I use Git every day and I wrote a Git guide and a Git Cheat Sheet in the past.

I consider myself a Git fan, but …I’m not an expert of Git.

Commit, fetch origin, pull origin, push to origin.. that’s my day-to-day of using Git.

And I do some Git:

The advanced things that Git can do blow my mind. It can be very complex, and I tend to avoid all that complexity. I almost never use Git in the command line, and use GitHub Desktop which is the simplest and nicest Git client ever.

Two things I do however use sometimes are cherry-picking and squashing commits.

Let’s talk about that.

In projects where I’m the only developer, which means all my personal projects, I do tend to work on master when I can. For example if I’m doing a simple change, or adding a new post to the blog. Fast and non-breaking stuff.

In some cases however I do not use this approach, and instead I create a branch for a big feature.

This is also the default when working on a team-based or open source project.

You create a branch, and commit often. Committing early and often is a great advantage because you can work on your code with the confidence that you can always return back to a working state, or at least to a state you know that something worked.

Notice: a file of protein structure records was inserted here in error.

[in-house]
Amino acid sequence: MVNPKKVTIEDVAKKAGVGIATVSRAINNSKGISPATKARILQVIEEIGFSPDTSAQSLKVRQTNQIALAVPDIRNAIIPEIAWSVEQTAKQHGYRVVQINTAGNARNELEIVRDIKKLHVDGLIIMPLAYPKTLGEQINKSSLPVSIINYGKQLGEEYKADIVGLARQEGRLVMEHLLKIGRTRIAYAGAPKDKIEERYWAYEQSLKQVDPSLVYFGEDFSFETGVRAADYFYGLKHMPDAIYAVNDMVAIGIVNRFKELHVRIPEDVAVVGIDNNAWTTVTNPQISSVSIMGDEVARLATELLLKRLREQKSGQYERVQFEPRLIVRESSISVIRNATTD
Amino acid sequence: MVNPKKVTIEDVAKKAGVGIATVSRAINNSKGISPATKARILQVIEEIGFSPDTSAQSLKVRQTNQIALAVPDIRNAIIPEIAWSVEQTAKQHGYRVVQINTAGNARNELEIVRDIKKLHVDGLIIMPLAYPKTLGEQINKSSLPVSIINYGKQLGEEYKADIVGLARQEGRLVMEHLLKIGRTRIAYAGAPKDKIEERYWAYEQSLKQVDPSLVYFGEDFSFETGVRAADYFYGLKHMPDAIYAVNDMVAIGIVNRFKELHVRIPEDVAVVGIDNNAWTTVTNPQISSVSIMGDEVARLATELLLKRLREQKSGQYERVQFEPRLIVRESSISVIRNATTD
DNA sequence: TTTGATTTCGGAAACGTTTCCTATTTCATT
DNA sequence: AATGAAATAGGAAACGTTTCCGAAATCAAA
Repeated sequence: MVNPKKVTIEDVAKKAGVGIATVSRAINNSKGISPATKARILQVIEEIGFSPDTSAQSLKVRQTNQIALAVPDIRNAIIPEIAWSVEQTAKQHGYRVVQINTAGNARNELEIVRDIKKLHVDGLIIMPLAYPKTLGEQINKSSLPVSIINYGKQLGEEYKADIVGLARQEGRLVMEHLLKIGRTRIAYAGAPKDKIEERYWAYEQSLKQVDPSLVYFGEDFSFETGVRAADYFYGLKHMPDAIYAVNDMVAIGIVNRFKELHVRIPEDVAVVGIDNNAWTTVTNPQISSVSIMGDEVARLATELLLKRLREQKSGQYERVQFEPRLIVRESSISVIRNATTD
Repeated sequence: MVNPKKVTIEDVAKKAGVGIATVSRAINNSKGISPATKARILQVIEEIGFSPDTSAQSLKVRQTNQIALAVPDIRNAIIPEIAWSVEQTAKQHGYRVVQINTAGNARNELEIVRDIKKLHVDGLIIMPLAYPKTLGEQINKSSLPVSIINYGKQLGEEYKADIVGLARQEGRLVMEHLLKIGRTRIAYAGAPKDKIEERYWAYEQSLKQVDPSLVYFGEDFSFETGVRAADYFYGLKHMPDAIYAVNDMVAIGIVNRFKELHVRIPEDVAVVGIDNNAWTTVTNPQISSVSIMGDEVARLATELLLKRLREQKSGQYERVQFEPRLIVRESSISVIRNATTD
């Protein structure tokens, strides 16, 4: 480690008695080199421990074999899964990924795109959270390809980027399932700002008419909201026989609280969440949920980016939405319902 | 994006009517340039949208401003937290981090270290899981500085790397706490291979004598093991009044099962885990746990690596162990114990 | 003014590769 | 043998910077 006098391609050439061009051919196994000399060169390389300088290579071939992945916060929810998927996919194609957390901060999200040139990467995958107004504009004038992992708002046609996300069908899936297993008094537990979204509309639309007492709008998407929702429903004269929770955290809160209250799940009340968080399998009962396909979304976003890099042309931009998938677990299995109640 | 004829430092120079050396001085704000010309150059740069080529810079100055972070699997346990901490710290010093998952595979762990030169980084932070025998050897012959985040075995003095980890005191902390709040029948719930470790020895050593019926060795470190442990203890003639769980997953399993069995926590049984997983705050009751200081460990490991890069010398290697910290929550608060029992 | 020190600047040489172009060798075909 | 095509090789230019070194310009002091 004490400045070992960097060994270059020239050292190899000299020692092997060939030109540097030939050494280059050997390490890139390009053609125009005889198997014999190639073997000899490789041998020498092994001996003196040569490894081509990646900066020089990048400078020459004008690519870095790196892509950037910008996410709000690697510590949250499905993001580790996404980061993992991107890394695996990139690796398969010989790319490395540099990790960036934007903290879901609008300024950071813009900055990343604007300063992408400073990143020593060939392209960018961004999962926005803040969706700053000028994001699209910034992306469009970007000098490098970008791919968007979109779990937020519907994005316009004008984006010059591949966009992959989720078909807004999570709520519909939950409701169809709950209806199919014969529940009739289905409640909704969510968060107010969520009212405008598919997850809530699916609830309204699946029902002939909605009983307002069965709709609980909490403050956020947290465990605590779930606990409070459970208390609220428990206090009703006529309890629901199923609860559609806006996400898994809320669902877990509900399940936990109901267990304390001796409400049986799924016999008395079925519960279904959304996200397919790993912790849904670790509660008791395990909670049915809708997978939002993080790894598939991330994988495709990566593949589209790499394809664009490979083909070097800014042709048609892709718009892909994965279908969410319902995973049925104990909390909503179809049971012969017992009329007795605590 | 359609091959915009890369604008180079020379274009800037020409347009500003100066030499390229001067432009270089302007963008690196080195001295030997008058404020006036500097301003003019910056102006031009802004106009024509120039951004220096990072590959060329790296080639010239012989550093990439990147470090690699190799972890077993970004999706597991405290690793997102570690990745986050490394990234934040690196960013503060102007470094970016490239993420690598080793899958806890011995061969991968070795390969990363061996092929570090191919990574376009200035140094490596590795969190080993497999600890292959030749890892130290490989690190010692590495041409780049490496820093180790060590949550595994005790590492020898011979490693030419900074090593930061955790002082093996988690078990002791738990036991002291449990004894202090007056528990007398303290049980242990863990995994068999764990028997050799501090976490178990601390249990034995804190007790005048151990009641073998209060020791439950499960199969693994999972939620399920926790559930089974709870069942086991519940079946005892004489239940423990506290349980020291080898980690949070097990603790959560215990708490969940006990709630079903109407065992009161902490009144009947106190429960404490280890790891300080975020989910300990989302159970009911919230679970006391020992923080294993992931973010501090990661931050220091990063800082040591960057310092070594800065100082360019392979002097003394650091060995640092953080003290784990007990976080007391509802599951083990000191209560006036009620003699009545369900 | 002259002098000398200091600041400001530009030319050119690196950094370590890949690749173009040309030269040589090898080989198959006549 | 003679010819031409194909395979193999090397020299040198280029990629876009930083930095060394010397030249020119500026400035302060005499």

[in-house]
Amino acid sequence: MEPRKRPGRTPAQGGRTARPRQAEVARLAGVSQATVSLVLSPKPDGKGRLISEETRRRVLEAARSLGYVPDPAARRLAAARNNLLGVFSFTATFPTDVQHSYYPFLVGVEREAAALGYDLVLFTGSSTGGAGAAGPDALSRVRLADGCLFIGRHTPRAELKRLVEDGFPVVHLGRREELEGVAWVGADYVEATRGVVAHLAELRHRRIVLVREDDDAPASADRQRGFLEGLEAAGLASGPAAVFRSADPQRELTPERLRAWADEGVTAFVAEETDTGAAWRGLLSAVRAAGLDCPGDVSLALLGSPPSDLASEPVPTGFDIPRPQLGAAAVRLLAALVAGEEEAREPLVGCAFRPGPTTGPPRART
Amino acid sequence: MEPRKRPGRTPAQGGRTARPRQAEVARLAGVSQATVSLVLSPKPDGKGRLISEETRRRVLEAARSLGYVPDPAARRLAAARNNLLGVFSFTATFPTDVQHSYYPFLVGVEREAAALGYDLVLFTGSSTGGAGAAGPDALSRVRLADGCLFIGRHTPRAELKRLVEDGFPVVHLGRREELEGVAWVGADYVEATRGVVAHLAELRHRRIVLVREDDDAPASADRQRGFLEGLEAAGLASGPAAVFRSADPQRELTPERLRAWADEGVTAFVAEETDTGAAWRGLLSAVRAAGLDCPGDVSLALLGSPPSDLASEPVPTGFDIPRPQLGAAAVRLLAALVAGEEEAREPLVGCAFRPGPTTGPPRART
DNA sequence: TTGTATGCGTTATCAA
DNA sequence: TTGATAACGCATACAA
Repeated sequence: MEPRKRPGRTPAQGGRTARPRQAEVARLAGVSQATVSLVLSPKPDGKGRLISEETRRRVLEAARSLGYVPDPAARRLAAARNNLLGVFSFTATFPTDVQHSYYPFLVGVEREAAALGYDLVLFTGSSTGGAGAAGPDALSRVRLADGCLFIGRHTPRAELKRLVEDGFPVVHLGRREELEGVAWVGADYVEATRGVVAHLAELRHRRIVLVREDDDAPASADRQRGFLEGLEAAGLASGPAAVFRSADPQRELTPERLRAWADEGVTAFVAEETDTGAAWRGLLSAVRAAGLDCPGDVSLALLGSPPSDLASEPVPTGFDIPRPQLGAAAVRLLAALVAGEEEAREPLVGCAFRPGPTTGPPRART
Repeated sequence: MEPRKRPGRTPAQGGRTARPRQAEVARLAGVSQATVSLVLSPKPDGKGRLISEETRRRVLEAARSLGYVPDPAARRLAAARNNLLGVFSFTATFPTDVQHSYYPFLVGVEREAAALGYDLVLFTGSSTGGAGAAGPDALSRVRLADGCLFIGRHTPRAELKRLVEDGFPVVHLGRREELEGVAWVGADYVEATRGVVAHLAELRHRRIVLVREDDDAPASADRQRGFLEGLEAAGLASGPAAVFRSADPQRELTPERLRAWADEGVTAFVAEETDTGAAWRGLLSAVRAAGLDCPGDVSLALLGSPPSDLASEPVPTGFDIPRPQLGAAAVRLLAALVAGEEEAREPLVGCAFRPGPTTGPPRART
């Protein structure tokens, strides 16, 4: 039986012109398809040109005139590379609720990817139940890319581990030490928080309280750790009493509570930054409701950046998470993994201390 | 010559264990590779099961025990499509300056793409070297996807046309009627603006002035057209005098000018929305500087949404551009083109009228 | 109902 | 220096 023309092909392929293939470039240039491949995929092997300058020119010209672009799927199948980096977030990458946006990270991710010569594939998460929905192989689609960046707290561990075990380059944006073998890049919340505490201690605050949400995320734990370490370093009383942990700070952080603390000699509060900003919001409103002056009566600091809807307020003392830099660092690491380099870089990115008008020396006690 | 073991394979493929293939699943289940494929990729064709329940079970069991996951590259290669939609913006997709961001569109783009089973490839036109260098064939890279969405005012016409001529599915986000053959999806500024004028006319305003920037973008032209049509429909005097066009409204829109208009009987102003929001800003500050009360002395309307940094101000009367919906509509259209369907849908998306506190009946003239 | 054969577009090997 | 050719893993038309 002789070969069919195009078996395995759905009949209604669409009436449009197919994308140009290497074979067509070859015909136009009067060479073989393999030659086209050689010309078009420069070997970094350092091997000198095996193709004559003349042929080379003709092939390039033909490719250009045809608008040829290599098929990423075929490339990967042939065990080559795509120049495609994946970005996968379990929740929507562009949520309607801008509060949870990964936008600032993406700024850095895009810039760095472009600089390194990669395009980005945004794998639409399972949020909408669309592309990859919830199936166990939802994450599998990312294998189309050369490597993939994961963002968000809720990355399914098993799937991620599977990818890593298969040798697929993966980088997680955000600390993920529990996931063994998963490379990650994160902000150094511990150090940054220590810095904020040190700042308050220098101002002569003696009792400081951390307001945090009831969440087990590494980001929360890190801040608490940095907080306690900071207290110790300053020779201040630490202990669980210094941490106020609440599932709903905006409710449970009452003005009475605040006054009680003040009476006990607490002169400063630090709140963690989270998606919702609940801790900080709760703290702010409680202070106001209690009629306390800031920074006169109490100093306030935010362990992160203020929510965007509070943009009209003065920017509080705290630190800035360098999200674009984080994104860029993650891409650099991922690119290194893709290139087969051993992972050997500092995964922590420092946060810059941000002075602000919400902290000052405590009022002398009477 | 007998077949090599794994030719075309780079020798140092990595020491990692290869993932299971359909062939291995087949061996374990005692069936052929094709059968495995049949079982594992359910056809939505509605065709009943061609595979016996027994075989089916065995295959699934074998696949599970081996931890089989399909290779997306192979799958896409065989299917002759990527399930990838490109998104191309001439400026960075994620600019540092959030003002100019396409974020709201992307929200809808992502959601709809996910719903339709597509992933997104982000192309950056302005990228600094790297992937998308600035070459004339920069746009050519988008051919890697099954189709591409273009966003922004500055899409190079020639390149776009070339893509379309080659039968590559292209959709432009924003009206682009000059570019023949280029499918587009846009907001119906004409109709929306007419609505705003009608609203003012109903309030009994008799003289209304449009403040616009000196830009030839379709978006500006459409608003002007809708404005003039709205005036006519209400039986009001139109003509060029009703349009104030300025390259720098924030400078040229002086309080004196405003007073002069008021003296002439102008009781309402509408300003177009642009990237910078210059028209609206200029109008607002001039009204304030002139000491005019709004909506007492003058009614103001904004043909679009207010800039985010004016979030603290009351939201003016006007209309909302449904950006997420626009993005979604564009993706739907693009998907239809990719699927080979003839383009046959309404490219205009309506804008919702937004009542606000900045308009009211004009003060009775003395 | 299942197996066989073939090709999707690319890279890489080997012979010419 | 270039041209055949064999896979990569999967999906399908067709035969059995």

You might do a series of quick commits where the message is “ok”, “trying this”, or “fix dumb mistake”.

But at some point you need to converge to a stable state and commit the changes back to master, or to any branch you want.

You want to do one thing before that: squashing your commits.

GitHub can do that for you automatically when you are merging a Pull Request, and it’s a workflow I’ve been using a lot on public Open Source repositories in the past.

Instead of seeing all the individual commits contained in a Pull Request, you only see one commit, and in the PR merge process you can write a detailed and dedicated commit message and description.

This will eliminate all the previous Git commits that diverge from the head of the branch you’re merging to, and also remove all those commits where maybe you reverted changes, and so on.

This is squashing in the GitHub PR process. You can squash your commits outside of GitHub, too.

Once your work on a branch is done, you merge master (or any other branch where you want to merge) into it:

git merge master

so you can handle any update conflict there.

Then you checkout master, and from there you run:

git merge --squash <your-feature-branch>

and then

git commit

This is just one of the possible workflows you can use, and doing all using GitHub is very simple and the option that can give you the least amount of headaches.